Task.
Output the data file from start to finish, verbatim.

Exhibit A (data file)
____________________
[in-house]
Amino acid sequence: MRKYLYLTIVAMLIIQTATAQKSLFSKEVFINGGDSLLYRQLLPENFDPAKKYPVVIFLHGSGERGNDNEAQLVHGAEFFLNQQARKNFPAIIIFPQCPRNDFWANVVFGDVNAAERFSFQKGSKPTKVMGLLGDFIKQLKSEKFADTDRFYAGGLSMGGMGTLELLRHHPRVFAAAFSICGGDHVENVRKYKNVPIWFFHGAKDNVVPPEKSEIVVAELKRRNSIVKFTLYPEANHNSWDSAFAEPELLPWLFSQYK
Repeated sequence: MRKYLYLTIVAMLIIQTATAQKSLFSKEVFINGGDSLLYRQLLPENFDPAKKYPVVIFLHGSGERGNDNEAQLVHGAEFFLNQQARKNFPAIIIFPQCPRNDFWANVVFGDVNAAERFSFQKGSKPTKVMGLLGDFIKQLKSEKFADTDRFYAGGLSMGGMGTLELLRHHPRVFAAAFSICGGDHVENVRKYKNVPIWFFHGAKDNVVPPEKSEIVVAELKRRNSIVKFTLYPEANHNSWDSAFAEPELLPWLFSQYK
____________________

[in-house]
Amino acid sequence: MRKYLYLTIVAMLIIQTATAQKSLFSKEVFINGGDSLLYRQLLPENFDPAKKYPVVIFLHGSGERGNDNEAQLVHGAEFFLNQQARKNFPAIIIFPQCPRNDFWANVVFGDVNAAERFSFQKGSKPTKVMGLLGDFIKQLKSEKFADTDRFYAGGLSMGGMGTLELLRHHPRVFAAAFSICGGDHVENVRKYKNVPIWFFHGAKDNVVPPEKSEIVVAELKRRNSIVKFTLYPEANHNSWDSAFAEPELLPWLFSQYK
Repeated sequence: MRKYLYLTIVAMLIIQTATAQKSLFSKEVFINGGDSLLYRQLLPENFDPAKKYPVVIFLHGSGERGNDNEAQLVHGAEFFLNQQARKNFPAIIIFPQCPRNDFWANVVFGDVNAAERFSFQKGSKPTKVMGLLGDFIKQLKSEKFADTDRFYAGGLSMGGMGTLELLRHHPRVFAAAFSICGGDHVENVRKYKNVPIWFFHGAKDNVVPPEKSEIVVAELKRRNSIVKFTLYPEANHNSWDSAFAEPELLPWLFSQYK